LCA and waste management

Tuesday, May 15, 2018 we hosted, for our Energy Talks series, Prof. Lucia Rigamonti, who teaches Sanitary-Environmental Engineering at the Polytechnic of Milan. Since 2007 she has been researching strategies for integrated and sustainable management of waste and resources through the LCA method.

Prof. Rigamonti explained the meaning of the expression Life Cycle Thinking, that is a general theoretical framework within which various impact assessment tools are framed, such as the Life Cycle Costing (LCC), which assesses the economic impacts, the Social Life Cycle Assessment (SLCA), which evaluates the social impacts, and the more known Life Cycle Assessment (LCA), which evaluates the environmental impacts. The main feature of LCT is the analysis of the life cycle (of a product, a service or a process) taken as a whole, from the extraction of raw materials to the end of life, with a from cradle to grave approach – or from cradle to cradle, if we consider in the analysis also the return of raw materials in the system through recycling.

Later Prof Rigamonti focused on LCA itself: first applied only to products, today this method of analysis is also applied to processes and services – such as waste management. The primary objective of this kind of analysis is to avoid the so-called burdern shifting, that is the phenomenon that happens when the optimization of a single phase of the LC worsen the impact of the others.

Waste management, i.e. the management of the end of life, is by definition part of any LCA conducted on a product, but can be analyzed seprately. The application of the LCA to waste management makes it possible to: compare different management options, such as incineration and landfill disposal; compare different procedures within the same treatment category; evaluate integrated management systems, which combine landfilling, incineration, composting, etc.

A life cycle analysis consists of 4 phases:

  1. definition of the purpose and objectives;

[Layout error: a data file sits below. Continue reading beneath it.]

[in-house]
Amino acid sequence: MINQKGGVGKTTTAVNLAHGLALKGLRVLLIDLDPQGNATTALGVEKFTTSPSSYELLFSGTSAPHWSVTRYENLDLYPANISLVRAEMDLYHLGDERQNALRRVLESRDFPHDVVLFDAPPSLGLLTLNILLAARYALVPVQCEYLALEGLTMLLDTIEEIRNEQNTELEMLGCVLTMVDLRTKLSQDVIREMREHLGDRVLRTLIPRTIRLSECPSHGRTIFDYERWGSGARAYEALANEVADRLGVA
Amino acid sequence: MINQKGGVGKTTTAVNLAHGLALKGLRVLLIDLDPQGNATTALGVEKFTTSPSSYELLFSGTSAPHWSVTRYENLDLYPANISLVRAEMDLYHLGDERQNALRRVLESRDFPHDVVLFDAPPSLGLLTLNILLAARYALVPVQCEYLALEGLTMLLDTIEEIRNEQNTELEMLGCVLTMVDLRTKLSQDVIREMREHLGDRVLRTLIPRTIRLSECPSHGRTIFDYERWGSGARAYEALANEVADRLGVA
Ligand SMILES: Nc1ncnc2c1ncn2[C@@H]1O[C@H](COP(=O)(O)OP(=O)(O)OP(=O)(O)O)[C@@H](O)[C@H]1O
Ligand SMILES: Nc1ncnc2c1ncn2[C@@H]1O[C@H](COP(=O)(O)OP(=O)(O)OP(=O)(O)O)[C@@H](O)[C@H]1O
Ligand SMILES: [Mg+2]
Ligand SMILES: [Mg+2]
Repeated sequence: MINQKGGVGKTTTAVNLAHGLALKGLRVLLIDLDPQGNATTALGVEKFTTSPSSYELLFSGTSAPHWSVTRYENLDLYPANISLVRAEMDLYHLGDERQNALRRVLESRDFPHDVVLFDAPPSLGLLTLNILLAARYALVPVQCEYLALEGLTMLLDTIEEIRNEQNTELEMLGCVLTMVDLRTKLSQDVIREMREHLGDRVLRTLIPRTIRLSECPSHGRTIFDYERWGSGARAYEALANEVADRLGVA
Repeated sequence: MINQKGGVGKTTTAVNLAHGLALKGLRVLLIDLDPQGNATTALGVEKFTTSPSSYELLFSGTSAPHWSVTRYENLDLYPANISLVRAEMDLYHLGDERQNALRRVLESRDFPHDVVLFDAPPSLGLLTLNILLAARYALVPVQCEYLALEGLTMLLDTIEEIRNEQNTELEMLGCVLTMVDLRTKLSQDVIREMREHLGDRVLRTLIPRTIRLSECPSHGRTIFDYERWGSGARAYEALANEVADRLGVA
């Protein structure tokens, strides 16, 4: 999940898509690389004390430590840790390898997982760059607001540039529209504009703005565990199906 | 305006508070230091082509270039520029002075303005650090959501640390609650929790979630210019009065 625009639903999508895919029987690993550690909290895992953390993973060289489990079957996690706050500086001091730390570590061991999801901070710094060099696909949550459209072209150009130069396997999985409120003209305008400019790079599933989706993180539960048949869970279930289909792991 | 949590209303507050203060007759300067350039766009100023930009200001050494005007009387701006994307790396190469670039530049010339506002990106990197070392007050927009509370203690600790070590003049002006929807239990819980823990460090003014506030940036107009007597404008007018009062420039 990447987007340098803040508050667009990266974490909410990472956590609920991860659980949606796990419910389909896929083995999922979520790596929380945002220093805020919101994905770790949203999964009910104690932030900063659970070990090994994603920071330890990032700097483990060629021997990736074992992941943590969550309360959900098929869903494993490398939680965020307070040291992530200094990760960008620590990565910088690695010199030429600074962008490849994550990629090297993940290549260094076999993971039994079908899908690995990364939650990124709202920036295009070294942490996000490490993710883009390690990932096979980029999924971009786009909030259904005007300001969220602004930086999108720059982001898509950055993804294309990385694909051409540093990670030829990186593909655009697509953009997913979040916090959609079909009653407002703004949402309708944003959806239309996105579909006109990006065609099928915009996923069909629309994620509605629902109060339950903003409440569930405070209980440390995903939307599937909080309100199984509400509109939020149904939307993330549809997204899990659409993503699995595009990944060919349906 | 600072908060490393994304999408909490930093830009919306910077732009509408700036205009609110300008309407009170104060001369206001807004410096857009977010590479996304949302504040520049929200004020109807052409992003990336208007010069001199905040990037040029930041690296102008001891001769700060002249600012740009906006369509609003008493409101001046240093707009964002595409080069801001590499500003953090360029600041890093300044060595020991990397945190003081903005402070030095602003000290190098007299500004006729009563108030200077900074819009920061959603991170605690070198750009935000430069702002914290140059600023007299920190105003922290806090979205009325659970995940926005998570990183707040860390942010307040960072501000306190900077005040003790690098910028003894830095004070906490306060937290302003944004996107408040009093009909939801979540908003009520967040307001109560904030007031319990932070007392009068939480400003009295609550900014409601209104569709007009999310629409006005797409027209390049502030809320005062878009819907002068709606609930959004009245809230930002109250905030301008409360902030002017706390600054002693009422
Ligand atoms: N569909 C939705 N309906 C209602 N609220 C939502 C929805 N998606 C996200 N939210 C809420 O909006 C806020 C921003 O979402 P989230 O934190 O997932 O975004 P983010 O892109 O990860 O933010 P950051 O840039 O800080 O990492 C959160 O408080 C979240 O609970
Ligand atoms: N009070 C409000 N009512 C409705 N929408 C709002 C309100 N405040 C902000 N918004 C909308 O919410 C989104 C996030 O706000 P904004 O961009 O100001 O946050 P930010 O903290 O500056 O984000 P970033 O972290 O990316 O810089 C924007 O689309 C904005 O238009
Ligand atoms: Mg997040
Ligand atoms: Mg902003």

2. inventory analysis;
  3. impact assessment;
  4. interpretation of results.

In the first phase the functional unit is defined to identify the function of the system. In the waste management case, an appropriate functional unit coud be the treatment of 1 ton of waste within a year. It is also necessary to set the boundaries of the system: often the analysis starts with waste treatment, thus excluding waste production.

In the second phase, which is the longest and most complex, data on consumption of materials and energy, on production of residues, on emissions in water, air, soil are collected for each step of the life cycle – including transport activities. Possible production of materials and energy is also considered: the usual procedure is to subtract the impacts that could be generated if the same amount of materials or energy was produced in ways which are alternative to the one that is being analyzed (the choice of these “alternative ways” is aribitrary – thus the results may differ greatly between one study and another). Considering the case of an incineration plant, for example, it is necessary to collect the following data: the amount of waste burnt, the composition of the chimney emissions, the amount of energy produced and residues generated (and how they are disposed of), internal consumption of energy, chemical additives, water and materials for the construction of the plant.

Then, in the third phase, a certain number of impact indicators are identified, such as climate change, human toxicity, etc., and, by means of appropriate conversion factors, they are quantified – e.g. climate change is assessed by counting the kg of equivalent CO2. These impact indicators represent the result of the analysis.

Finally, in the fourth phase, the results are interpreted, possibly evaluating their reliability and correctness.

Our guest concluded her speech by presenting the LCA study of the urban waste management system in Lombardy, realized by her research group at the Polytechnic of Milan. The results of this analysis were to improve the environmental performance of the system and were included in the regional waste management plan.


Presentation slides 

Improving integrated waste management – L. Rigamonti et al.